Cover: Inky Fingers: The Making of Books in Early Modern Europe, from Harvard University PressCover: Inky Fingers in HARDCOVER

Inky Fingers

The Making of Books in Early Modern Europe

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Product Details


$39.95 • £31.95 • €36.00

ISBN 9780674237179

Publication Date: 06/09/2020


392 pages

6-1/8 x 9-1/4 inches

6 Illus.

Belknap Press


As usual, Grafton presents largely unfamiliar material—his last essay looks at precursors to Spinoza’s rationalist approach to biblical interpretation—in a clear, even breezy style… Erudite.—Michael Dirda, The Washington Post

Grafton describes magnificent achievements, storms of controversy, and sometimes the pure devilment of scholars and printers, from the 15th to the early 17th centuries… Captivating and often amusing.The Wall Street Journal

The essays…repopulate the world of high scholarship with participants of all social ranks, dragging the most rarefied ideas down to earth… For all his own intellectual daring, Grafton’s sympathies lie with gruntwork. Originality is upstaged by transmission, inspiration by logistics. Ideas, in this vivid telling, emerge not just from minds but from hands, not to mention the biceps that crank a press or heft a ream of paper.—Leah Price, The New York Review of Books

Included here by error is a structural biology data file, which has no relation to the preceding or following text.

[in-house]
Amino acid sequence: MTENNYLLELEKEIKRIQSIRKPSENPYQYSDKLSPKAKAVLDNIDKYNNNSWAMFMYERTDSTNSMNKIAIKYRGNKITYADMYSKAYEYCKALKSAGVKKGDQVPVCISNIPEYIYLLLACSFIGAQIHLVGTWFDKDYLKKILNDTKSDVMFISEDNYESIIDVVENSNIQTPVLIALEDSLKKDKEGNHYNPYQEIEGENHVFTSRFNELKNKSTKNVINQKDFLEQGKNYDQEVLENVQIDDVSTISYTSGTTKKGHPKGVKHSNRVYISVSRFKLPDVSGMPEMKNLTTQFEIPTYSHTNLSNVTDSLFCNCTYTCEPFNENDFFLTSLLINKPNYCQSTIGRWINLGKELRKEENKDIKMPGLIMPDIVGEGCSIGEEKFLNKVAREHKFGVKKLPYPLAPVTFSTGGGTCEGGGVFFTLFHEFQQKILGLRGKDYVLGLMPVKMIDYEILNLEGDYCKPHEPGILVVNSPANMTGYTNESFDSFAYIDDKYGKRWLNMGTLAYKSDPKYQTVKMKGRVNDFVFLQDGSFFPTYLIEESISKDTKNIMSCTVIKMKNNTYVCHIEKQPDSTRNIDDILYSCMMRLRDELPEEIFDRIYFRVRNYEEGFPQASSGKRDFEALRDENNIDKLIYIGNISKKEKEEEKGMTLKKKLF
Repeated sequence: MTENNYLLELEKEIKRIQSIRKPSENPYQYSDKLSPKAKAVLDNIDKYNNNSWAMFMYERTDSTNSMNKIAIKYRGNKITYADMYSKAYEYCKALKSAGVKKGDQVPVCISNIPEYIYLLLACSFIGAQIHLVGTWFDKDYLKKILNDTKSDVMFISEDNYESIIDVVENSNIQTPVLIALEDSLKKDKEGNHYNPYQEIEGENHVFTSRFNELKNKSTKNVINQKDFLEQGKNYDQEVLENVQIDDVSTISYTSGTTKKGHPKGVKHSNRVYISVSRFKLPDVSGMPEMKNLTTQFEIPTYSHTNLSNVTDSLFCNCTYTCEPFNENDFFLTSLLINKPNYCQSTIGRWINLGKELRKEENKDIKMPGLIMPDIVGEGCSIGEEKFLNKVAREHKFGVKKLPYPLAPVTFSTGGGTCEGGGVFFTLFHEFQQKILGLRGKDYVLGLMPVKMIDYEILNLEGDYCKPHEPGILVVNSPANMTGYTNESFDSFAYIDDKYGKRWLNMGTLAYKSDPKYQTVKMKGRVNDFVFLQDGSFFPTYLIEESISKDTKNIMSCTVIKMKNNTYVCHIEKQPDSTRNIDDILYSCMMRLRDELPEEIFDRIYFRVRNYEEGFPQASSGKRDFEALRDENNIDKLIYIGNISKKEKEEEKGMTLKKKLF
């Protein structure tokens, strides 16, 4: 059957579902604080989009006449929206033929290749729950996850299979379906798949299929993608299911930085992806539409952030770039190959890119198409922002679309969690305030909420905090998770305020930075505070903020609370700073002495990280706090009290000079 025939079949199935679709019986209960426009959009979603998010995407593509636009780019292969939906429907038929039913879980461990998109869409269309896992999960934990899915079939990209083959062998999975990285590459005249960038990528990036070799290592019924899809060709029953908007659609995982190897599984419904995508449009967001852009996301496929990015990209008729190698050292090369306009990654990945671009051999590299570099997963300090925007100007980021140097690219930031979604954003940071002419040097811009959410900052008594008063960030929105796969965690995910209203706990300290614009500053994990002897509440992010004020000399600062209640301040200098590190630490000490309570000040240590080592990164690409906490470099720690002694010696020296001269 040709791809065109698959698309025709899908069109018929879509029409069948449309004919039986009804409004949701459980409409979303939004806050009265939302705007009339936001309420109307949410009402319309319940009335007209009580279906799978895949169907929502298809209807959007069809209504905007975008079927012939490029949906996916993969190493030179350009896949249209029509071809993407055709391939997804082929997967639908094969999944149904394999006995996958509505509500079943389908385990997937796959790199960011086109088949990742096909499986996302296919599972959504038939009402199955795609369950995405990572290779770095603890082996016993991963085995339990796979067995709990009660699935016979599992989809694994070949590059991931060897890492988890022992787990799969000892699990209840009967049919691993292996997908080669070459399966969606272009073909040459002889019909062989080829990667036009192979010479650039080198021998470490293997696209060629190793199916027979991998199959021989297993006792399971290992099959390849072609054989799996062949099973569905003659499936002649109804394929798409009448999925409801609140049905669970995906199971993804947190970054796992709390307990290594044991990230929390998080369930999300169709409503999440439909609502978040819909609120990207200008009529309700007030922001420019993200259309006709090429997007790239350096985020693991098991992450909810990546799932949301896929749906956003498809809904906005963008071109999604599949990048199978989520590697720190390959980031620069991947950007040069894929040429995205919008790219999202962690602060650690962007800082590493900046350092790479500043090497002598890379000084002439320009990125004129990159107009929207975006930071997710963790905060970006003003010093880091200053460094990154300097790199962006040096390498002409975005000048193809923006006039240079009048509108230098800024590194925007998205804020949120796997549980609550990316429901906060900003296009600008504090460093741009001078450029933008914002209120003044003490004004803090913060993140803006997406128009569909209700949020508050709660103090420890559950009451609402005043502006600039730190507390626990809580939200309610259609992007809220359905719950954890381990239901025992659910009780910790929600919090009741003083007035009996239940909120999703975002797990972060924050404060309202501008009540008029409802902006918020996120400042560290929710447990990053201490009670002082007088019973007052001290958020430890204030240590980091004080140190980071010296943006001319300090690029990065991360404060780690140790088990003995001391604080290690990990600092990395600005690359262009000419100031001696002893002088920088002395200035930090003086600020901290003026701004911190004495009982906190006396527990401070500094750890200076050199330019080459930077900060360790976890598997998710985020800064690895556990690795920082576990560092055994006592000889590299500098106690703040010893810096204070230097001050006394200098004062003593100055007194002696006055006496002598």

A new book by Grafton is always a cause for celebration.Choice

Grafton’s sweeping erudition and meticulous scholarship are on display in Inky Fingers, which offers us a look over the shoulders of theologians and humanist scholars. His case studies illuminate how ‘traditional’ historical skills—the careful reading of texts, the deciphering of marginalia, and the tracing of arcane references—still hold countless possibilities for new readings and revelations.—Daniel Jütte, author of The Strait Gate: Thresholds and Power in Western History

Inky Fingers directs our attention to the inky realities of book production and the messiness of everyday life. To erase urban contexts, correspondence networks, financial burdens, and other human factors from the early modern narrative, Grafton shows us, is to distort how new ideas—both famous and obscure—came into being. An excellent and thought-provoking book!—Ada Palmer, author of Reading Lucretius in the Renaissance and the Terra Ignota series

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